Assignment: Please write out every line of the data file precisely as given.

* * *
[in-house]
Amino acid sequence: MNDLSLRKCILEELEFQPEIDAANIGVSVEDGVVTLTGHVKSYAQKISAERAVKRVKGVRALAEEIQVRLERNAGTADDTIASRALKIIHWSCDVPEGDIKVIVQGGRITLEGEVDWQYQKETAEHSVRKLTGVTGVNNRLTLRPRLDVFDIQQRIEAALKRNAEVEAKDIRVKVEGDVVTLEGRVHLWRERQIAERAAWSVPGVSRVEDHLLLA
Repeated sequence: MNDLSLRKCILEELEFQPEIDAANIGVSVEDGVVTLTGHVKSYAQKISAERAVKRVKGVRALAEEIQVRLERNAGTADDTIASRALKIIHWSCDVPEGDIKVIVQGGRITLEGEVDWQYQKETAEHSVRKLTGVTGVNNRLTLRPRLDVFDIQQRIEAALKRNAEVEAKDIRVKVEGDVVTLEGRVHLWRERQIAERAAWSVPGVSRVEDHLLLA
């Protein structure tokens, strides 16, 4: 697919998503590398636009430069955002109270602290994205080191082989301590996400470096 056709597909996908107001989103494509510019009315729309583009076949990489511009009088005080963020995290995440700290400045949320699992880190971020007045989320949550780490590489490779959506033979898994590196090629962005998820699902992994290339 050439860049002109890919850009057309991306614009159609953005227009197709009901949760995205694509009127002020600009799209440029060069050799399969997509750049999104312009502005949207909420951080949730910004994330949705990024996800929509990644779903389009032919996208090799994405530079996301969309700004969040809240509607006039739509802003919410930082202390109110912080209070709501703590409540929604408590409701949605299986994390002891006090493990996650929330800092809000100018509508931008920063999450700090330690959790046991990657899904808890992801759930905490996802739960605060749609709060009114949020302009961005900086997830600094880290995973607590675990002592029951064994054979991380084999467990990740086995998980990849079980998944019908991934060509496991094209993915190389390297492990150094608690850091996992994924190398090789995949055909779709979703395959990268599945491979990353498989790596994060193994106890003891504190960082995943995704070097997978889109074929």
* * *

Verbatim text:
[in-house]
Amino acid sequence: MNDLSLRKCILEELEFQPEIDAANIGVSVEDGVVTLTGHVKSYAQKISAERAVKRVKGVRALAEEIQVRLERNAGTADDTIASRALKIIHWSCDVPEGDIKVIVQGGRITLEGEVDWQYQKETAEHSVRKLTGVTGVNNRLTLRPRLDVFDIQQRIEAALKRNAEVEAKDIRVKVEGDVVTLEGRVHLWRERQIAERAAWSVPGVSRVEDHLLLA
Repeated sequence: MNDLSLRKCILEELEFQPEIDAANIGVSVEDGVVTLTGHVKSYAQKISAERAVKRVKGVRALAEEIQVRLERNAGTADDTIASRALKIIHWSCDVPEGDIKVIVQGGRITLEGEVDWQYQKETAEHSVRKLTGVTGVNNRLTLRPRLDVFDIQQRIEAALKRNAEVEAKDIRVKVEGDVVTLEGRVHLWRERQIAERAAWSVPGVSRVEDHLLLA
């Protein structure tokens, strides 16, 4: 697919998503590398636009430069955002109270602290994205080191082989301590996400470096 056709597909996908107001989103494509510019009315729309583009076949990489511009009088005080963020995290995440700290400045949320699992880190971020007045989320949550780490590489490779959506033979898994590196090629962005998820699902992994290339 050439860049002109890919850009057309991306614009159609953005227009197709009901949760995205694509009127002020600009799209440029060069050799399969997509750049999104312009502005949207909420951080949730910004994330949705990024996800929509990644779903389009032919996208090799994405530079996301969309700004969040809240509607006039739509802003919410930082202390109110912080209070709501703590409540929604408590409701949605299986994390002891006090493990996650929330800092809000100018509508931008920063999450700090330690959790046991990657899904808890992801759930905490996802739960605060749609709060009114949020302009961005900086997830600094880290995973607590675990002592029951064994054979991380084999467990990740086995998980990849079980998944019908991934060509496991094209993915190389390297492990150094608690850091996992994924190398090789995949055909779709979703395959990268599945491979990353498989790596994060193994106890003891504190960082995943995704070097997978889109074929």